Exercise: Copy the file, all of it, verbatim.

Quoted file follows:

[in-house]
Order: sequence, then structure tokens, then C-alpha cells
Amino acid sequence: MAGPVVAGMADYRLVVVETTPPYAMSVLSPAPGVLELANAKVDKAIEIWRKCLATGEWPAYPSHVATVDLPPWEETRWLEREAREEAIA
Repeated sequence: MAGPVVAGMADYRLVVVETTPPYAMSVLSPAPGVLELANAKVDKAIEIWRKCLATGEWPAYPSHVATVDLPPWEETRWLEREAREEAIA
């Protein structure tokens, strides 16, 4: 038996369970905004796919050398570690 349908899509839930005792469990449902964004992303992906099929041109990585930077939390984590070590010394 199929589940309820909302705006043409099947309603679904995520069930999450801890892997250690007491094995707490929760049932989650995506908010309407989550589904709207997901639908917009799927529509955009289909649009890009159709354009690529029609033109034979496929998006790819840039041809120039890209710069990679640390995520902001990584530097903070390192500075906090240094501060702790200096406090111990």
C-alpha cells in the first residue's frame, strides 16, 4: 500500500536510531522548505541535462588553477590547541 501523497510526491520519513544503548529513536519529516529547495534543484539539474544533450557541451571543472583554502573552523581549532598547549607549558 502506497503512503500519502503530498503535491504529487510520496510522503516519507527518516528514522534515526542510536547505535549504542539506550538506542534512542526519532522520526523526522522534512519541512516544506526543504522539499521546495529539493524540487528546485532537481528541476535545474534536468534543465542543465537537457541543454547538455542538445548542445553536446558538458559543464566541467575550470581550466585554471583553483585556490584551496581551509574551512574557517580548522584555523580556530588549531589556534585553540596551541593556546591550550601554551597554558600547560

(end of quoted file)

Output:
[in-house]
Order: sequence, then structure tokens, then C-alpha cells
Amino acid sequence: MAGPVVAGMADYRLVVVETTPPYAMSVLSPAPGVLELANAKVDKAIEIWRKCLATGEWPAYPSHVATVDLPPWEETRWLEREAREEAIA
Repeated sequence: MAGPVVAGMADYRLVVVETTPPYAMSVLSPAPGVLELANAKVDKAIEIWRKCLATGEWPAYPSHVATVDLPPWEETRWLEREAREEAIA
């Protein structure tokens, strides 16, 4: 038996369970905004796919050398570690 349908899509839930005792469990449902964004992303992906099929041109990585930077939390984590070590010394 199929589940309820909302705006043409099947309603679904995520069930999450801890892997250690007491094995707490929760049932989650995506908010309407989550589904709207997901639908917009799927529509955009289909649009890009159709354009690529029609033109034979496929998006790819840039041809120039890209710069990679640390995520902001990584530097903070390192500075906090240094501060702790200096406090111990």
C-alpha cells in the first residue's frame, strides 16, 4: 500500500536510531522548505541535462588553477590547541 501523497510526491520519513544503548529513536519529516529547495534543484539539474544533450557541451571543472583554502573552523581549532598547549607549558 502506497503512503500519502503530498503535491504529487510520496510522503516519507527518516528514522534515526542510536547505535549504542539506550538506542534512542526519532522520526523526522522534512519541512516544506526543504522539499521546495529539493524540487528546485532537481528541476535545474534536468534543465542543465537537457541543454547538455542538445548542445553536446558538458559543464566541467575550470581550466585554471583553483585556490584551496581551509574551512574557517580548522584555523580556530588549531589556534585553540596551541593556546591550550601554551597554558600547560